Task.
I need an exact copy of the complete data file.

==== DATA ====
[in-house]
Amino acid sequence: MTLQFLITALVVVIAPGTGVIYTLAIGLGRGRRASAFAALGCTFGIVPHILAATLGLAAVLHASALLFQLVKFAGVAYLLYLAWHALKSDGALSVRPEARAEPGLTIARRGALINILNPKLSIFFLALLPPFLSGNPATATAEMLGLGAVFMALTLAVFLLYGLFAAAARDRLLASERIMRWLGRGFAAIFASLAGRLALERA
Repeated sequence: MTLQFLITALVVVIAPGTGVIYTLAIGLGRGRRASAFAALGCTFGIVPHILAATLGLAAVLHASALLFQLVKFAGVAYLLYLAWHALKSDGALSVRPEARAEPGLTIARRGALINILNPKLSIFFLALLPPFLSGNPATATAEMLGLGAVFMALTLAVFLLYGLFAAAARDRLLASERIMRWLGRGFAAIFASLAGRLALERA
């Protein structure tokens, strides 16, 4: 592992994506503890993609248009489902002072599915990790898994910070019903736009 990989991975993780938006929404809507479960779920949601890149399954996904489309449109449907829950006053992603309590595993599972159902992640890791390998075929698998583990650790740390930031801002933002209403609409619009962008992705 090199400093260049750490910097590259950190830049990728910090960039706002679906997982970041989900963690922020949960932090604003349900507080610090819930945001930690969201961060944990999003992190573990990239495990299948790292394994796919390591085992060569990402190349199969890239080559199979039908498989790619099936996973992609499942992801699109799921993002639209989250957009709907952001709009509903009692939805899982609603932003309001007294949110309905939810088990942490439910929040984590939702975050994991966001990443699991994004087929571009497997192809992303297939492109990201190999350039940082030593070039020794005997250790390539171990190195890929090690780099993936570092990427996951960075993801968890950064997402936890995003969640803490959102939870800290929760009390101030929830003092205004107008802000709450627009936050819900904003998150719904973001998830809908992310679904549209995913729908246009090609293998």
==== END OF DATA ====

[in-house]
Amino acid sequence: MTLQFLITALVVVIAPGTGVIYTLAIGLGRGRRASAFAALGCTFGIVPHILAATLGLAAVLHASALLFQLVKFAGVAYLLYLAWHALKSDGALSVRPEARAEPGLTIARRGALINILNPKLSIFFLALLPPFLSGNPATATAEMLGLGAVFMALTLAVFLLYGLFAAAARDRLLASERIMRWLGRGFAAIFASLAGRLALERA
Repeated sequence: MTLQFLITALVVVIAPGTGVIYTLAIGLGRGRRASAFAALGCTFGIVPHILAATLGLAAVLHASALLFQLVKFAGVAYLLYLAWHALKSDGALSVRPEARAEPGLTIARRGALINILNPKLSIFFLALLPPFLSGNPATATAEMLGLGAVFMALTLAVFLLYGLFAAAARDRLLASERIMRWLGRGFAAIFASLAGRLALERA
């Protein structure tokens, strides 16, 4: 592992994506503890993609248009489902002072599915990790898994910070019903736009 990989991975993780938006929404809507479960779920949601890149399954996904489309449109449907829950006053992603309590595993599972159902992640890791390998075929698998583990650790740390930031801002933002209403609409619009962008992705 090199400093260049750490910097590259950190830049990728910090960039706002679906997982970041989900963690922020949960932090604003349900507080610090819930945001930690969201961060944990999003992190573990990239495990299948790292394994796919390591085992060569990402190349199969890239080559199979039908498989790619099936996973992609499942992801699109799921993002639209989250957009709907952001709009509903009692939805899982609603932003309001007294949110309905939810088990942490439910929040984590939702975050994991966001990443699991994004087929571009497997192809992303297939492109990201190999350039940082030593070039020794005997250790390539171990190195890929090690780099993936570092990427996951960075993801968890950064997402936890995003969640803490959102939870800290929760009390101030929830003092205004107008802000709450627009936050819900904003998150719904973001998830809908992310679904549209995913729908246009090609293998």